Kavanaugh’s hearings are a national disaster — and the worst is yet to come
Ali Abdulla Mohamed Al Ahmed, UAE Ambassador to Germany/Gulf News
Tehran has squandered its resources and failed its own people, leading to a situation where there is not much hope for the beleaguered nation. And if it offers a forlorn future to its own people, no one should expect that it may give happiness to others
At the lobby of the largest hotel in Tehran, Espinas Palace Hotel, the receptionist apologised to me: “I’m sorry sir, but we cannot accept any of your credit cards.” That was years ago. Sensing the bewilderment on my face, he continued: “In Iran, we only pay in cash, because our country is not linked to the international credit card network.” I looked at him, sympathetically, and thought: “There’s a difference between deciding not to be linked to the network, and being forbidden to join it.” However, I opted to stay silent, seeing that the employee was embarrassed for something he had no control over. It is also wiser not to express such views when you are in Tehran.
Following Iran’s dismissal from the global financial system, the answer to these questions can be extracted from two sources. The first are credit rating reports of countries from global ratings firms — P+S, Moody’s and Fitch — based on credit capacity and financial strength. Surprisingly, Iran is not included in the list. It is actually considered the most dangerous place to invest due to the absence of legislations and laws that protect foreign capital.
The second source is a report on countries and risks, issued by the reputable Economist. It points out that the United States’ withdrawal from the nuclear agreement between Iran and the P5+1 (US, Britain, France, Russia, China plus Germany) is expected to lead to a collapse in investments and total decline in Iran’s oil exports. It will also result in difficulties in receiving financing, leading to the government not being able to pay off its foreign debts. The banking sector is the one that suffers the most due to a government deficit. Assets of Iranian banks weaken the rate of unsecured debts and the intervention of influential politicians will hinder the banks’ capabilities to give out loans. When banks are unable to provide loans, they will be unable to contribute to economic growth or adopt any commercial opportunities.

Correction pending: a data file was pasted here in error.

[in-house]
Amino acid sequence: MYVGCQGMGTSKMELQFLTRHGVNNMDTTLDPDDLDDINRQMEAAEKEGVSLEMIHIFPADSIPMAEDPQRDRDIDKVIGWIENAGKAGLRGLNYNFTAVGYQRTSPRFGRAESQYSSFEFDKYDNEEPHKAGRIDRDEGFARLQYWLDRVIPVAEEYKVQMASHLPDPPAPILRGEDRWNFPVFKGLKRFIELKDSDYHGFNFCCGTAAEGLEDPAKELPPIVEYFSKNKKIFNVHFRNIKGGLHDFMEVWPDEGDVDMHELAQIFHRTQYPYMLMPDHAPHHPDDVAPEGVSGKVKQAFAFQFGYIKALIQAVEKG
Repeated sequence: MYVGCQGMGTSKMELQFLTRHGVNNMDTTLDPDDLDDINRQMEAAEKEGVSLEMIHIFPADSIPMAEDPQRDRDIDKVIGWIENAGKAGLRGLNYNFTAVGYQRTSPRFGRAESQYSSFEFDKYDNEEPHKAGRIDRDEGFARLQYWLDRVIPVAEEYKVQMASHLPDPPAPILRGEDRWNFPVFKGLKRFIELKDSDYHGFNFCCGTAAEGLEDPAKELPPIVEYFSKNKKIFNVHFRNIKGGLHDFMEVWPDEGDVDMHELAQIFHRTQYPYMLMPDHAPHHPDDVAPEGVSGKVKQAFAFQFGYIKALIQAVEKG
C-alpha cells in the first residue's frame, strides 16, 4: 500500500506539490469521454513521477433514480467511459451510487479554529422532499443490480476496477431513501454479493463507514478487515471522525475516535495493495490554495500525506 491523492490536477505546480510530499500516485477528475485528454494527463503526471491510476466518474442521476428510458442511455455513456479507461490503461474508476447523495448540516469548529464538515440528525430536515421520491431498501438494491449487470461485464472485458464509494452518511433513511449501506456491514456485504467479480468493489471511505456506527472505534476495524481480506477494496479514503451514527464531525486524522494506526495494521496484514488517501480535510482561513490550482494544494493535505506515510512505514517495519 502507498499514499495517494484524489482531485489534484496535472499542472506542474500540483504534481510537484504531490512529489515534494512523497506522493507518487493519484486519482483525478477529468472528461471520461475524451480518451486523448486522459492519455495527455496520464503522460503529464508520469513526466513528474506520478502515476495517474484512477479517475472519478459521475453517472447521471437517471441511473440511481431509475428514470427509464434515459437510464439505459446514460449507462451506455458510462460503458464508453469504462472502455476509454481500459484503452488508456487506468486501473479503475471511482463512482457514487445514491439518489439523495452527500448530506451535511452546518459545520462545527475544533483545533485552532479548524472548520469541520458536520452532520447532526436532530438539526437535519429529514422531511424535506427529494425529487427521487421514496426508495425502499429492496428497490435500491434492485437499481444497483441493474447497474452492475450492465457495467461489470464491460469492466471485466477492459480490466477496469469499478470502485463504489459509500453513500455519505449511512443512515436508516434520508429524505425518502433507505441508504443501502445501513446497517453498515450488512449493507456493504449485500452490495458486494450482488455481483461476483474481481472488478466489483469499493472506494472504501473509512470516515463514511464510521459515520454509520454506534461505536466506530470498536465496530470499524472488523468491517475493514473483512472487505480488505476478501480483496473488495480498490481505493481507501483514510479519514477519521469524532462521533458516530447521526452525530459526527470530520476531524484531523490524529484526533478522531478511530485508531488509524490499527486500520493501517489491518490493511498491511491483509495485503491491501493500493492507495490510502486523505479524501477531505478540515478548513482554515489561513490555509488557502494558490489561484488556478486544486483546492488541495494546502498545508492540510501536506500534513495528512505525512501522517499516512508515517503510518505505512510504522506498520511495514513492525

In order to avoid using the US dollar, the deals signed between Iran and China or India might be based on a barter deal. This means that the Chinese or Indians can purchase Iranian oil and export other Chinese and Indian products that can be equivalent to the oil’s cost.
In addition, the Iranian government might resort to returning to its previous experience of relying on local industries and products due to the Iranian market’s inability to attract foreign investors. It might also depend on retaining investors who have now fled the Iranian market. The dreams of those investors have evaporated as reality dawned that the market is not worth the risk.
As for Iranian President Hassan Rouhani, the report states that his position is weakening due to his failure to bring in foreign investments or implement private projects that he had announced. He was also not able to curtail the role of the Revolutionary Guards or minimise their influence.
Another question that presents itself here is: Who will buy Iranian oil? Iran’s average production is 2.5 million barrels per day. Right after the US announced its withdrawal from the nuclear agreement, the demand for Iranian oil dropped to 600,000 barrels — the share of the European Union (EU). After all, the EU has alternatives when it comes to importing oil.
Japan and South Korea are two of the biggest importers of Iranian oil, and they have also reduced their dependence on Iran as a source. South Korea’s oil imports from Iran dropped by 40 per cent in July this year. Meanwhile, China and India import 1.3 million oil barrels per day from Iran, more than half of Iran’s daily production. Those are deals that Iran relies on for survival. The report pointed out that India is currently negotiating with the US as it considers to cut its current oil imports from Iran by 50 per cent.In response, Iran lowered its prices to attract buyers, offering a 95-cent discount for every barrel.